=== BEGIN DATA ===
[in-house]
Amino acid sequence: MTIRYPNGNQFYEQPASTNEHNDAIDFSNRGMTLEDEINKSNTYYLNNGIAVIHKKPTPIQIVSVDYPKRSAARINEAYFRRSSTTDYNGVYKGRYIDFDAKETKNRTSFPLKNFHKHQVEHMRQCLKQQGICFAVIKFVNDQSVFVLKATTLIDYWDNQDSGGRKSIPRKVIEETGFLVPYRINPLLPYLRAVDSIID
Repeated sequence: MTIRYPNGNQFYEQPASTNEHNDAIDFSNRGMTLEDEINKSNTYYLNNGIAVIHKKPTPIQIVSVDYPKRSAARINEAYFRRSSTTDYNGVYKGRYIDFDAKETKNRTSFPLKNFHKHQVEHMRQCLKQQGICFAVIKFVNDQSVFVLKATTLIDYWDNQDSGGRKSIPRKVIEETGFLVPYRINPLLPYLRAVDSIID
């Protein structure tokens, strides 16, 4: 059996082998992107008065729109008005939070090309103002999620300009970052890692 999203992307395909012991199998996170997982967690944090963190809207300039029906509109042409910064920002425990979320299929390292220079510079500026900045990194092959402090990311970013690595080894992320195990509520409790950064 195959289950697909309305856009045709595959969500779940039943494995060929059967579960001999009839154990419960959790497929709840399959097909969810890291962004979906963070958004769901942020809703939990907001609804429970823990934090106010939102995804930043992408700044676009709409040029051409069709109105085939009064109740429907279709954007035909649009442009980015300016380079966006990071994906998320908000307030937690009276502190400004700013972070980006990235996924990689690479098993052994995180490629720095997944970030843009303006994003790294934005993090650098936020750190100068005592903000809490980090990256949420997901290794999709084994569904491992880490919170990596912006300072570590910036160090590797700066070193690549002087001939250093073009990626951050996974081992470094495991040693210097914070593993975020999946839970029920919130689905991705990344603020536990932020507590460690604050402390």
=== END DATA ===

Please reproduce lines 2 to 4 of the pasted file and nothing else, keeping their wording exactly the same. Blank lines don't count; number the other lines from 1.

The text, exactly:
Amino acid sequence: MTIRYPNGNQFYEQPASTNEHNDAIDFSNRGMTLEDEINKSNTYYLNNGIAVIHKKPTPIQIVSVDYPKRSAARINEAYFRRSSTTDYNGVYKGRYIDFDAKETKNRTSFPLKNFHKHQVEHMRQCLKQQGICFAVIKFVNDQSVFVLKATTLIDYWDNQDSGGRKSIPRKVIEETGFLVPYRINPLLPYLRAVDSIID
Repeated sequence: MTIRYPNGNQFYEQPASTNEHNDAIDFSNRGMTLEDEINKSNTYYLNNGIAVIHKKPTPIQIVSVDYPKRSAARINEAYFRRSSTTDYNGVYKGRYIDFDAKETKNRTSFPLKNFHKHQVEHMRQCLKQQGICFAVIKFVNDQSVFVLKATTLIDYWDNQDSGGRKSIPRKVIEETGFLVPYRINPLLPYLRAVDSIID
């Protein structure tokens, strides 16, 4: 059996082998992107008065729109008005939070090309103002999620300009970052890692 999203992307395909012991199998996170997982967690944090963190809207300039029906509109042409910064920002425990979320299929390292220079510079500026900045990194092959402090990311970013690595080894992320195990509520409790950064 195959289950697909309305856009045709595959969500779940039943494995060929059967579960001999009839154990419960959790497929709840399959097909969810890291962004979906963070958004769901942020809703939990907001609804429970823990934090106010939102995804930043992408700044676009709409040029051409069709109105085939009064109740429907279709954007035909649009442009980015300016380079966006990071994906998320908000307030937690009276502190400004700013972070980006990235996924990689690479098993052994995180490629720095997944970030843009303006994003790294934005993090650098936020750190100068005592903000809490980090990256949420997901290794999709084994569904491992880490919170990596912006300072570590910036160090590797700066070193690549002087001939250093073009990626951050996974081992470094495991040693210097914070593993975020999946839970029920919130689905991705990344603020536990932020507590460690604050402390």